Alastair Kellock: A long journey from childhood dreams to this very special day

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STANDING on the terracing at Murrayfield as a six-year-old, the emotions swirling around a packed stadium, and dreaming that one day you might be fortunate enough to run out there as a player. This is going to be a very special day.

I was coming out of one of the stadium's 1925 suites this week and I stopped and looked across at the bridge that goes out the back to the Murrayfield Hotel, and the memories started to flood back. Me holding on to my dad's jacket so I didn't get lost in the crowds, with my kilt on, my mum and my late uncle, a great rugby inspiration, there as well. The laughter, the fun, the chat about the game all going on over my head. I was wee once.

And then, as I got older, coming in the minibus my dad was driving, full of under-15s from Allan Glens, excited boys desperate to see our heroes playing well at Murrayfield and winning. These were brilliant days. I might be a Glasgow boy, but I grew up going to Murrayfield and I still have the programmes from the 1980s that were split with a Scottish top half and Welsh bottom half.

The stadium has undergone a lot of changes over the years and it's been like a second home at times, having started my pro career with Edinburgh and now played a few times with Scotland, but that unique atmosphere it has hasn't changed a bit. For me, that is special and that is why I have been waiting for this particular day for a long time; the day when I lead Scotland out at Murrayfield for the first time.

I don't think I ever played on the main pitch before I played for Scotland, coming off the bench against Australia for my first cap in 2004, because Edinburgh played at Meadowbank then. In 2005, I was on the bench, and then I made my first start against France in the 2006 RBS Six Nations Championship. That was incredible.

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I had enjoyed it all before, the emotion, the build-up, the anthems, but it's different when you're on the bench. I actually encourage the young lads, particularly, that are on the bench or are 23rd or 24th men, to use that opportunity to soak it all in, feel the energy and emotion, because you can't let the experience pass you by.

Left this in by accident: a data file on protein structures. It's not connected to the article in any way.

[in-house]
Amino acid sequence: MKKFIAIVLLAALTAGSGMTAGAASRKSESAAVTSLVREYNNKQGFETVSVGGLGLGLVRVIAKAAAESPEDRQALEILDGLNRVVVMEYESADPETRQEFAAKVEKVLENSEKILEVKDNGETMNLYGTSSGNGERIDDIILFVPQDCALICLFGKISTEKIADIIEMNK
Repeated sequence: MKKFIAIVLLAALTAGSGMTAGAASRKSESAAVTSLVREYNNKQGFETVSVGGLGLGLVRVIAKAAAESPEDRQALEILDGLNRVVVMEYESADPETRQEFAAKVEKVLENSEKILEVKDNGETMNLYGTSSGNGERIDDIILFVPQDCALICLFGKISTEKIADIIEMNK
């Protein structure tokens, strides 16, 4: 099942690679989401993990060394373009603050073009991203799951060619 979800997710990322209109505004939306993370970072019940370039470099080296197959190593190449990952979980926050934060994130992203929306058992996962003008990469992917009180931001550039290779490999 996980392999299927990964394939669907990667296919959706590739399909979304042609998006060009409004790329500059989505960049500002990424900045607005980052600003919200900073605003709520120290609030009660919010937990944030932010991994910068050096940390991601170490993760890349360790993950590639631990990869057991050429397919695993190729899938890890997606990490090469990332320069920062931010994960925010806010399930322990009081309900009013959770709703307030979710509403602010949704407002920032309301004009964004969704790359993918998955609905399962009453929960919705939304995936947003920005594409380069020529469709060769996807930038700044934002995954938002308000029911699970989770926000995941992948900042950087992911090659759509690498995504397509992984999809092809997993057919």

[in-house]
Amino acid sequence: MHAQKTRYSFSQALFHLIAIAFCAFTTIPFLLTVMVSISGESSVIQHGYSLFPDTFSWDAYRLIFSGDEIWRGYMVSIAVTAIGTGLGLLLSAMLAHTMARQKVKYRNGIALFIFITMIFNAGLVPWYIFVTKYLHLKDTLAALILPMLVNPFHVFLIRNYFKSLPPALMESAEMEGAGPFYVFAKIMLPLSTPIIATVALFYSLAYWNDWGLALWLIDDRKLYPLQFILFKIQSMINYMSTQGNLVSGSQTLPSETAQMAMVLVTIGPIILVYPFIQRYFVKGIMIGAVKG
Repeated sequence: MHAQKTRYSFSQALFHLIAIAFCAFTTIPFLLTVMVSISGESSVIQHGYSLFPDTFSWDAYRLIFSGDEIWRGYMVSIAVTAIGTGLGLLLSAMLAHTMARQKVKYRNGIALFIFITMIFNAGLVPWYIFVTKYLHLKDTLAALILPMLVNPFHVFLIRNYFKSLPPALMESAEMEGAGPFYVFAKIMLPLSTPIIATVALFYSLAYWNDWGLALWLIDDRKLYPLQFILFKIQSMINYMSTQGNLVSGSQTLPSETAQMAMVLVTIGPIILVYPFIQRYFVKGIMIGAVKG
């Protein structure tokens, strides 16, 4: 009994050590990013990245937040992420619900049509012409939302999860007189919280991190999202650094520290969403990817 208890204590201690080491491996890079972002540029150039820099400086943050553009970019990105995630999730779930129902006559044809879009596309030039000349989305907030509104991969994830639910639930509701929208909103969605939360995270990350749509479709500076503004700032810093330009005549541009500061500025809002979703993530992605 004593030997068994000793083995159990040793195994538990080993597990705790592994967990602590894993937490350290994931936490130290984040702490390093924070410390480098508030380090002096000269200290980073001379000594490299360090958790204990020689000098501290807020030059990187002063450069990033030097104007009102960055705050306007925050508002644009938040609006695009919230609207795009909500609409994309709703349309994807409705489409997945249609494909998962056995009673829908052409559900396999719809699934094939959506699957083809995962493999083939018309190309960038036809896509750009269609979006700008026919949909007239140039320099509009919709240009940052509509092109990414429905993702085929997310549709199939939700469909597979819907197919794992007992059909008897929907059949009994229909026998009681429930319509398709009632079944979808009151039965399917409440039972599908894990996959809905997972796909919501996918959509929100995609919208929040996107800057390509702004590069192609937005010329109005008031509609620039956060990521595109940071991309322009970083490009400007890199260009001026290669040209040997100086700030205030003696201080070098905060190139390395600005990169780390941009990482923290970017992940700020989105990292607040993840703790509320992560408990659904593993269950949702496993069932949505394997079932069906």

I say to all the guys not to let the experience pass by, but to use all the emotion as motivation for your performance. I used to try to separate it, the atmosphere from the focus on the game, but I don't any more; I see it all as being one in the same.

You are pretty focused all week. You have some down-time, but mainly the minds this week have been thinking about eradicating mistakes from the first game that cost us the chance of victory in France and focusing on how we play to our best against the Welsh.But it will really start to build when we get on the bus later today and, for me, it's from the point when we get to Murrayfield and the bus slows to walking pace, the piper comes out in front and pipes us round to the dressing rooms.

Suddenly, there are hundreds, maybe thousands of supporters, who are there early to see us arrive, and it is difficult to put into words how incredible that feels as a player. John Barclay has spoken of how inspiring that is too, coming an hour and a half before the game.

It is important to control the emotion because you can burn off energy by getting too excited too early, but I have found that you can also use it.

I will follow my usual pattern of heading straight out onto the park when we arrive, walking across to the far side where I will receive the kick-off and checking the ground and the weather conditions. I don't have any superstitions as such, but I always do that.

It is going to be more special this time, as captain at Murrayfield, but I am looking forward to it all, from the build-up today - I like having the day to prepare for a later kick-off - to leading the walk-through with HRH Princess Anne, to leading the boys out and the anthems, and then taking on the Welsh with everything we've got.

My mum Jane and dad Stuart, and my wife Ashley will be there. Kate, my two-year-old daughter, is being babysat by my mate who hasn't done it before, so that might be interesting. But my mind will not be on that today.

We know the Welsh boys pretty well from a lot of Magners League and Heineken Cup battles, and we have a lot of respect for them. There are a lot of quality players in their squad and they played well at times against England last week, and I know they will be coming here full of passion and pride to get themselves back on the winning path.

Last year's game will also be in Scottish minds, how we played so well for 65 minutes and let it go badly wrong for the last 15. It has been great to see Chris Paterson and Rory Lamont come back from the injuries they suffered that day in Cardiff, but I will be thinking about Thom Evans today.

We lost a great international rugby player from our squad last year and it is heartening to hear how he is getting on with his life and doing great.

We may be forced into a switch today if Richie Gray doesn't recover from the illness he picked up on Thursday. Everyone's been wishing him a good night's sleep and I hope the big man is up and bouncing this morning, but the good thing is that if he doesn't make it - and there will be no chances taken - we have quality and experience in Nathan Hines and Scott MacLeod to come in, with Richie Vernon to come in at No 8 having already shown what he can do at this level. So there are no worries there.

This is it. You grow up hoping to play for Scotland, but probably never envisage captaining Scotland.Now I have the chance to lead Scotland out at Murrayfield and I am quite relaxed, but determined to enjoy this day and help to make it a memorable one for Scots of all ages.

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